Anonymity & Security

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Anonymity and security of Bitcoin

Transactions

The using of bitcoin is an excellent way to donate money, make your purchases and pay p2p without losing money through inflated transaction fees, however, those transactions are never truly anonymous. Buying Bitcoin you pass identification, Bitcoin transactions are stored publicly and permanently on the network, which means anyone can see the balance and transactions of any Bitcoin address. Bitcoin activities are recorded and available publicly via the blockchain, a comprehensive database which keeps a record of bitcoin transactions.

To better understand the anonymity of Bitcoin, it is important to first understand how this cryptocurrency works at a basic level. First of all, the Bitcoin Protocol consists of a series of transactions. These transactions are inherently packets of different data types, including inputs and outputs. The inputs refer to the bitcoin addresses from which the coins are sent (for which you need to use the private key associated with such address). The outputs are related to the addresses to which bitcoin is sent. During each bitcoin transaction, bitcoins go from one or more inputs to one or more outputs (so bitcoins are sent from one or more addresses to one or more other addresses).

A transaction can have one entry and one exit. However, this is a rare case, since for this the amount of bitcoins sent (output) must be equal to the amount of previously received bitcoins (input). More often than not, a transaction consists of many small entries. For example, if someone has three different entries for one bitcoin and needs to send 2.5 bitcoins to an online store, the software will merge all three entries into one transaction. Even more often, a transaction consists of multiple exits. This is because Bitcoin uses the so-called address for delivery. Such addresses allow users to create a transaction that returns surplus bitcoins from inputs to the sender. Thus, in the above example, the program will create two outputs. To one output will include a 2.5 bitcoins sent to that online store's address, while another solution will contain 0,5 bitcoins sent to a new generated address of the sender.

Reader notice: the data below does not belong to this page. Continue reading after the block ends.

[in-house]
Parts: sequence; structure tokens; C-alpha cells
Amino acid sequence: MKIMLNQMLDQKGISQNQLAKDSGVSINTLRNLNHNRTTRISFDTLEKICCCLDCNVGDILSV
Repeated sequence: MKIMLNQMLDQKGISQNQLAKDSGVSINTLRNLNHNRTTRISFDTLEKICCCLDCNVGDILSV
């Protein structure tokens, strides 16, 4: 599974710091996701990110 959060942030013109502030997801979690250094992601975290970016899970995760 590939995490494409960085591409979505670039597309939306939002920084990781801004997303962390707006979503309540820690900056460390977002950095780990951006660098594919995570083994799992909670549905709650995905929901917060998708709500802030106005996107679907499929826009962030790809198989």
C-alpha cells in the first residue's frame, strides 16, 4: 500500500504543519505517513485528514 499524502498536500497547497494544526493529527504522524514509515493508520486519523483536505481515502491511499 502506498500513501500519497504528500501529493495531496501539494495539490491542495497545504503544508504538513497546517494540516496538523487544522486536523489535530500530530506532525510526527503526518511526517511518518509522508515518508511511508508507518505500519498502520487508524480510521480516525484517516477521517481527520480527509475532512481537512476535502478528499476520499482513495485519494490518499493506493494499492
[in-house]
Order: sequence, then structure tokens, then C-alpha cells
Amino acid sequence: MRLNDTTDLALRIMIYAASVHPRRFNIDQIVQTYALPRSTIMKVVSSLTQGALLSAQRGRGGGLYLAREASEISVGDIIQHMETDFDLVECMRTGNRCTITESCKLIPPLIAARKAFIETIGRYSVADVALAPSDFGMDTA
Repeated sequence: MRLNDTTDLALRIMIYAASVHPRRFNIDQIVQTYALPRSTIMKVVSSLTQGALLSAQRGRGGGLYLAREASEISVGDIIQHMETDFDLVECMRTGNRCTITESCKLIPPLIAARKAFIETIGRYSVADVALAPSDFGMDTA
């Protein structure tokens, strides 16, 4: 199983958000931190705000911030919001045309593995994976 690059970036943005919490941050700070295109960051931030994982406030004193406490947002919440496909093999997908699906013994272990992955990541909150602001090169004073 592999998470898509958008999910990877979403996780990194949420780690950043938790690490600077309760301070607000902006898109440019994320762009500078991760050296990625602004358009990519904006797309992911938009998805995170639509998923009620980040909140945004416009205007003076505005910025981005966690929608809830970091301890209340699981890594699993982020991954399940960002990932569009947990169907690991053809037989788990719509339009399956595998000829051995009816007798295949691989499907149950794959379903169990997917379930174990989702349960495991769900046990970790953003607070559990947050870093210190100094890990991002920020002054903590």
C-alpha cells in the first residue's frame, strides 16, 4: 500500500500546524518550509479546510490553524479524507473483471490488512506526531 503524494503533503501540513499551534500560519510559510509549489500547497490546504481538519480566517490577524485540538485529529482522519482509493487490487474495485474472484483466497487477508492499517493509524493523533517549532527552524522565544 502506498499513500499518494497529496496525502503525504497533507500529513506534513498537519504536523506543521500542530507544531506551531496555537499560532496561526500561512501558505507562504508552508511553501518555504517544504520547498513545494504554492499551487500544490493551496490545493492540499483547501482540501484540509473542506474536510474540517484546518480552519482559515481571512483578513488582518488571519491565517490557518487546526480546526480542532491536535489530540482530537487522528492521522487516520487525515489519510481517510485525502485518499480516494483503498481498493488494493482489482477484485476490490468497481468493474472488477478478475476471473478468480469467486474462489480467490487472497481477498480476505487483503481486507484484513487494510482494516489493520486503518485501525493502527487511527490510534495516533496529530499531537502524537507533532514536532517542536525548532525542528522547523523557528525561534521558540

Buying/selling bitcoins

All exchanges require the user to scan ID documents, and large transactions must be reported to the proper governmental authority. When you use Bitcoin to pay for goods and services, you will of course need to provide your name and address to the seller for delivery purposes.

This means that a third party with an interest in tracking your activities can use your visible balance and ID information as a basis from which to track your future transactions or to study previous activity. In short, you have compromised your security and privacy.

Whatever way bitcoins not arrived at your address, the network broadcasts a message to all the miners that those bitcoins formerly belonging to one address now belongs to your. The wallet software signs the transaction with a secret key, allowing miners to verify its authenticity. When transferring funds, the owner of bitcoin electronically signs his transaction, so each bitcoin has a mathematically verified history of ownership. This may look secure, but it's not enough, as the bitcoins you are transferring can be a copy of the bitcoins you have already spent. This prevents a single database of all transactions. This is the main essence of bitcoin, so it is safe.

Mixing services

Mixing services are used to avoid compromising of privacy and security. Mixing services provide to periodically exchange your bitcoins for different ones which cannot be associated with the original owner.

See also

Bitcoins vs banks: Anonymity vs Security


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